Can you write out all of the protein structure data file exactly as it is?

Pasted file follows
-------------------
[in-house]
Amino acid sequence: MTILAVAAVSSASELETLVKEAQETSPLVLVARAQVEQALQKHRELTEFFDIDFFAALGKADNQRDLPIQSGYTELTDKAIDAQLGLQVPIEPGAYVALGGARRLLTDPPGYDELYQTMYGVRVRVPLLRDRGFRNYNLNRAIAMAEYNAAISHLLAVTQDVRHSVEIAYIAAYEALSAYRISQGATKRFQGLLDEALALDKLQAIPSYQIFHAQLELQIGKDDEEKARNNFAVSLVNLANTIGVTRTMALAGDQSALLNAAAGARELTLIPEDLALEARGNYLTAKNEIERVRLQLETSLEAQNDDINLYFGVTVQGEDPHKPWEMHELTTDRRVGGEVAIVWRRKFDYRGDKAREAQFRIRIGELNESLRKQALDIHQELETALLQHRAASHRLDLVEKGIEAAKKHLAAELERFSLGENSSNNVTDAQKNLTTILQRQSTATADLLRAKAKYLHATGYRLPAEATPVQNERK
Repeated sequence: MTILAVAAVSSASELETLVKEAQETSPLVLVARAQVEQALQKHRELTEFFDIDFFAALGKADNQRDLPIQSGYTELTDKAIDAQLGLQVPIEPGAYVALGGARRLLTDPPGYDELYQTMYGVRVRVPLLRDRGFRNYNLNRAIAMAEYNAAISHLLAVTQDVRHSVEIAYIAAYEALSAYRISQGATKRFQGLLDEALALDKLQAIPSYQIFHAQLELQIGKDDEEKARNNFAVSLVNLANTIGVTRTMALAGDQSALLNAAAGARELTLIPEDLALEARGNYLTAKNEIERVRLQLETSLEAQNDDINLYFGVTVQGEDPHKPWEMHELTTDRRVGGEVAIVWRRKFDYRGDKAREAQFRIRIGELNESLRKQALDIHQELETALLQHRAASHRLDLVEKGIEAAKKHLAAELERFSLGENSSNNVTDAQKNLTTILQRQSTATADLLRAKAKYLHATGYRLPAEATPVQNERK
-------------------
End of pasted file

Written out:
[in-house]
Amino acid sequence: MTILAVAAVSSASELETLVKEAQETSPLVLVARAQVEQALQKHRELTEFFDIDFFAALGKADNQRDLPIQSGYTELTDKAIDAQLGLQVPIEPGAYVALGGARRLLTDPPGYDELYQTMYGVRVRVPLLRDRGFRNYNLNRAIAMAEYNAAISHLLAVTQDVRHSVEIAYIAAYEALSAYRISQGATKRFQGLLDEALALDKLQAIPSYQIFHAQLELQIGKDDEEKARNNFAVSLVNLANTIGVTRTMALAGDQSALLNAAAGARELTLIPEDLALEARGNYLTAKNEIERVRLQLETSLEAQNDDINLYFGVTVQGEDPHKPWEMHELTTDRRVGGEVAIVWRRKFDYRGDKAREAQFRIRIGELNESLRKQALDIHQELETALLQHRAASHRLDLVEKGIEAAKKHLAAELERFSLGENSSNNVTDAQKNLTTILQRQSTATADLLRAKAKYLHATGYRLPAEATPVQNERK
Repeated sequence: MTILAVAAVSSASELETLVKEAQETSPLVLVARAQVEQALQKHRELTEFFDIDFFAALGKADNQRDLPIQSGYTELTDKAIDAQLGLQVPIEPGAYVALGGARRLLTDPPGYDELYQTMYGVRVRVPLLRDRGFRNYNLNRAIAMAEYNAAISHLLAVTQDVRHSVEIAYIAAYEALSAYRISQGATKRFQGLLDEALALDKLQAIPSYQIFHAQLELQIGKDDEEKARNNFAVSLVNLANTIGVTRTMALAGDQSALLNAAAGARELTLIPEDLALEARGNYLTAKNEIERVRLQLETSLEAQNDDINLYFGVTVQGEDPHKPWEMHELTTDRRVGGEVAIVWRRKFDYRGDKAREAQFRIRIGELNESLRKQALDIHQELETALLQHRAASHRLDLVEKGIEAAKKHLAAELERFSLGENSSNNVTDAQKNLTTILQRQSTATADLLRAKAKYLHATGYRLPAEATPVQNERK